Why does it bother you that I went to see her? I told her, " I have a life, I don't see an issue with visiting her for 20 min a day before I go work and either should you" That annoyed me so much you have no idea! I am sorry but when you work with these residents, you see them EVERYDAY, you meet their families, and you learn their life stories. You also learn how to deal with the "new Alzheimer resident" they are not the same people that their families remember them being. So YES, sometimes, I feel a little extra something for certain residents, sometimes they are more like my family than my family because of how often I am around them. That is the realism of this job, this job is not a routine at all, everyday is different and I enjoy that.


  1. It brings tears to my eyes to see you speak of others with such an overflowing cup of compassion, your words resonate with such a deep seeded sense of justice, and hold within them such a beautiful eloquence in understand of self.

    I salute you, in all your awesomeness.

  2. I don't blame you at all for being upset with your coworker! I work in a home for developmentally disabled adults (and working on my nursing as well) and I LOVE my guys and I would worry if there were something wrong with them. Your actions don't make you life-less they make you a kind, compassionate person who is perfect for the nursing field!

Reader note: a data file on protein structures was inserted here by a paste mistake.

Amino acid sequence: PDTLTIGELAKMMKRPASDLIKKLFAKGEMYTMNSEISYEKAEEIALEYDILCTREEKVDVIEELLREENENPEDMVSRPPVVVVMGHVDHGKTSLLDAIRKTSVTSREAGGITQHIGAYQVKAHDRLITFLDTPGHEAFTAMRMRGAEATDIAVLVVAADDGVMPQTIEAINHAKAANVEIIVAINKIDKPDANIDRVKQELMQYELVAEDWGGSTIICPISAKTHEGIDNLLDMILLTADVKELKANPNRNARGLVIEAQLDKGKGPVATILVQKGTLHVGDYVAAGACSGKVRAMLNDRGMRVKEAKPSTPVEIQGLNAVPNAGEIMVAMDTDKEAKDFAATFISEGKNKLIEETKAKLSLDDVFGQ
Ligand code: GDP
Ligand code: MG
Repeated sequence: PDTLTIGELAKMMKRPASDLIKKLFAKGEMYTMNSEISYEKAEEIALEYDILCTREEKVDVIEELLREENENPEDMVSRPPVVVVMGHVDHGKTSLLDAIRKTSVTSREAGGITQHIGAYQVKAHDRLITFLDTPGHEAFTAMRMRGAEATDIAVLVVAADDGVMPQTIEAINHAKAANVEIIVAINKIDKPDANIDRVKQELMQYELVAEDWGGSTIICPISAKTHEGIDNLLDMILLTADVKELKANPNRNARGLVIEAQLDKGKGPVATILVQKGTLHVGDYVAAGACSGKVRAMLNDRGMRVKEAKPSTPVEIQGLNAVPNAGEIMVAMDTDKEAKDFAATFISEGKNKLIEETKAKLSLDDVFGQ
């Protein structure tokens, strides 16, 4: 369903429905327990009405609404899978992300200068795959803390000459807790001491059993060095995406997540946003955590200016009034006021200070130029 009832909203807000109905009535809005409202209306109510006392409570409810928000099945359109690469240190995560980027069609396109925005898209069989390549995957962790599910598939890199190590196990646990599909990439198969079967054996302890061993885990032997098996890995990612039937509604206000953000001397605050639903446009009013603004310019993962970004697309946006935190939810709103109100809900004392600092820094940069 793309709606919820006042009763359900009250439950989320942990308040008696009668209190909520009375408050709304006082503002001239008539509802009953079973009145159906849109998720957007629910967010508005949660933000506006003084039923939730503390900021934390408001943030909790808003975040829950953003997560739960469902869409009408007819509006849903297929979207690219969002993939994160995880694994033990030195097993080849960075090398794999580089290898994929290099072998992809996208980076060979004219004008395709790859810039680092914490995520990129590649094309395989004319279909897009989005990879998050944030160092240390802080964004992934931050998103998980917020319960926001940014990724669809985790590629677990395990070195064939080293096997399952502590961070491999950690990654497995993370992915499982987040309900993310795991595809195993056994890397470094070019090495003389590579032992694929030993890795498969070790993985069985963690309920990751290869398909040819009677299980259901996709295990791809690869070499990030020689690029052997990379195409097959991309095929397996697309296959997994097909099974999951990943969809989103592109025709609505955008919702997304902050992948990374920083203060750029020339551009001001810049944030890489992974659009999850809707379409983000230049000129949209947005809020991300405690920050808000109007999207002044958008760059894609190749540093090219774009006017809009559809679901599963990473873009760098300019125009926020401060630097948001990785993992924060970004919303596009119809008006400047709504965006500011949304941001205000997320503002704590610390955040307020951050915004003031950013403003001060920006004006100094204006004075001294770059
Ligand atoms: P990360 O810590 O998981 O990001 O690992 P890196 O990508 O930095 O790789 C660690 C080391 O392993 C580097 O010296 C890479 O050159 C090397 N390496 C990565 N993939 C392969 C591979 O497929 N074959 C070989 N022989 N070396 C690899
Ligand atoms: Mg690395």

3. Thanks ladies..I just get so upset sometimes when my co-workers are bothered by me liking my residents. It's like they think it is creepy or something and I just don't get it could you not get connected to them..they are humans and you are around them everyday!

    @lolli-thanks..I alway appreciate your kind words and you have such a way with are amazing yourself

    @Stephtee-Your job is just as difficult as mine, I salute you for your hard work as well..thanks so much and you are going to make a wonderful nurse as well.

  4. I care for my mother who at 77 has early onset Alzheimers . I was a late child so I am 38 but it is difficult to say the least . I can only hope that when the day comes that I am unable to handle her daily care any longer that there is someone like you in the facility she will be in to care for her. These days the elderly are seen as a nuisence and pushed aside. We are ALL gonna be there someday and can only hope to be cared for the way you care for your patients .

  5. @thorn246-Thank u..I truley appreciate your words. Being a caregiver to your mom, although you love her, must be difficult and draining at times. Please feel free to contact me anytime if you need to vent or talk.

  6. I honestly believe your co-worker was trying to engage you in petty bickering, or make you feel poorly about your decision to visit this resident. In reality, she's probably jealous, and feeling a little guilty about the fact that she may not be as attentive to her resident's needs as you are. That's typically the issue when one person insults another for engaging in a kind act. You definitely had the right response to her, and frankly, you should be commended for being so courteous to your resident during your personal time off when you don't have to.